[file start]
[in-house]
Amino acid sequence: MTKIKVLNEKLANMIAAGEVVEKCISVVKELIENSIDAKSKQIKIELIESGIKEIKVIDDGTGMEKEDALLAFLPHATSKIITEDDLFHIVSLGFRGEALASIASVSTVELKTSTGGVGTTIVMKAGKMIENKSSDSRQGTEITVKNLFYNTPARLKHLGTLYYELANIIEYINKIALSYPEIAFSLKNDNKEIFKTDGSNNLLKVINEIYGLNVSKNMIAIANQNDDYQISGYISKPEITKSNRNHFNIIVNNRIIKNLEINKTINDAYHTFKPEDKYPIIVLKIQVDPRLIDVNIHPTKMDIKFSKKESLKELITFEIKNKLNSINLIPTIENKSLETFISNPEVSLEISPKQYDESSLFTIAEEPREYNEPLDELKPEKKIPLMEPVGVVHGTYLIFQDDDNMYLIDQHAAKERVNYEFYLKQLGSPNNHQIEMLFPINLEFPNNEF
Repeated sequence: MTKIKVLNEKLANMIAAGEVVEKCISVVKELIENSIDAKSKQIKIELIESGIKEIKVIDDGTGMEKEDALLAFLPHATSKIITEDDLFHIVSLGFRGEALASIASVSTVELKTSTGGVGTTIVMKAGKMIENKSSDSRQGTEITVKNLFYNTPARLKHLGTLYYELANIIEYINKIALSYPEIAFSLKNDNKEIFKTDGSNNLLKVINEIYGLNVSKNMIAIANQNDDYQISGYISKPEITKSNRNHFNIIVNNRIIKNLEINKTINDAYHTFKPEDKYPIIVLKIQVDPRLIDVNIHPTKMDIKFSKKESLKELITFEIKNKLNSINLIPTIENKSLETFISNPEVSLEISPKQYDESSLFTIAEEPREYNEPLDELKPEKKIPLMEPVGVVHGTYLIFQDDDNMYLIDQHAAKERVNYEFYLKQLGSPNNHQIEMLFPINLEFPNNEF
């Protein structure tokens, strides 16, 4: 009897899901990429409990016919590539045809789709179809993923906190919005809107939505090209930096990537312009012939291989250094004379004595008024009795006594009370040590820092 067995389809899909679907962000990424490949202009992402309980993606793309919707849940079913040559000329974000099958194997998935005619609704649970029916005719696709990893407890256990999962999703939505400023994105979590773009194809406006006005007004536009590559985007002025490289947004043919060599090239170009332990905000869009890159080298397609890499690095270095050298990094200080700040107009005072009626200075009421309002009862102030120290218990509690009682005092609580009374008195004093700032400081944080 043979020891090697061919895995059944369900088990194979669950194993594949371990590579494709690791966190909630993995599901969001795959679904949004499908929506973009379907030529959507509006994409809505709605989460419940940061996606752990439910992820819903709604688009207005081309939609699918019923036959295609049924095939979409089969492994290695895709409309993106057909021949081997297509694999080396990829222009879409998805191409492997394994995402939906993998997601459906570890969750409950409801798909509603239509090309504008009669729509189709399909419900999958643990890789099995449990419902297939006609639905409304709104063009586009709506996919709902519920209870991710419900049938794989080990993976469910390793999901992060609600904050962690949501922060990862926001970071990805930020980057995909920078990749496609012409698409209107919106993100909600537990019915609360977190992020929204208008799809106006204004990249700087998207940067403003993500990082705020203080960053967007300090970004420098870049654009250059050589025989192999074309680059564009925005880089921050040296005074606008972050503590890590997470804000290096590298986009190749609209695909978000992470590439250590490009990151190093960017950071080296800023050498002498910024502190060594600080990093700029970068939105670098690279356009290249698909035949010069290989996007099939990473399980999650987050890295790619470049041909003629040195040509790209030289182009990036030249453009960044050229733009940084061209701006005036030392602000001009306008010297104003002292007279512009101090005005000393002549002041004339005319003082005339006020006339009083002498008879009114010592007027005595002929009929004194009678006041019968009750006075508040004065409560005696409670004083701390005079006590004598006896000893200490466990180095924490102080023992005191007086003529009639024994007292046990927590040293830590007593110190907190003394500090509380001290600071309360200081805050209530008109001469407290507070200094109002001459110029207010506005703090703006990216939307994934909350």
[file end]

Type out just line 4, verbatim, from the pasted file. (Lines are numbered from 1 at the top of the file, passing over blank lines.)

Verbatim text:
């Protein structure tokens, strides 16, 4: 009897899901990429409990016919590539045809789709179809993923906190919005809107939505090209930096990537312009012939291989250094004379004595008024009795006594009370040590820092 067995389809899909679907962000990424490949202009992402309980993606793309919707849940079913040559000329974000099958194997998935005619609704649970029916005719696709990893407890256990999962999703939505400023994105979590773009194809406006006005007004536009590559985007002025490289947004043919060599090239170009332990905000869009890159080298397609890499690095270095050298990094200080700040107009005072009626200075009421309002009862102030120290218990509690009682005092609580009374008195004093700032400081944080 043979020891090697061919895995059944369900088990194979669950194993594949371990590579494709690791966190909630993995599901969001795959679904949004499908929506973009379907030529959507509006994409809505709605989460419940940061996606752990439910992820819903709604688009207005081309939609699918019923036959295609049924095939979409089969492994290695895709409309993106057909021949081997297509694999080396990829222009879409998805191409492997394994995402939906993998997601459906570890969750409950409801798909509603239509090309504008009669729509189709399909419900999958643990890789099995449990419902297939006609639905409304709104063009586009709506996919709902519920209870991710419900049938794989080990993976469910390793999901992060609600904050962690949501922060990862926001970071990805930020980057995909920078990749496609012409698409209107919106993100909600537990019915609360977190992020929204208008799809106006204004990249700087998207940067403003993500990082705020203080960053967007300090970004420098870049654009250059050589025989192999074309680059564009925005880089921050040296005074606008972050503590890590997470804000290096590298986009190749609209695909978000992470590439250590490009990151190093960017950071080296800023050498002498910024502190060594600080990093700029970068939105670098690279356009290249698909035949010069290989996007099939990473399980999650987050890295790619470049041909003629040195040509790209030289182009990036030249453009960044050229733009940084061209701006005036030392602000001009306008010297104003002292007279512009101090005005000393002549002041004339005319003082005339006020006339009083002498008879009114010592007027005595002929009929004194009678006041019968009750006075508040004065409560005696409670004083701390005079006590004598006896000893200490466990180095924490102080023992005191007086003529009639024994007292046990927590040293830590007593110190907190003394500090509380001290600071309360200081805050209530008109001469407290507070200094109002001459110029207010506005703090703006990216939307994934909350």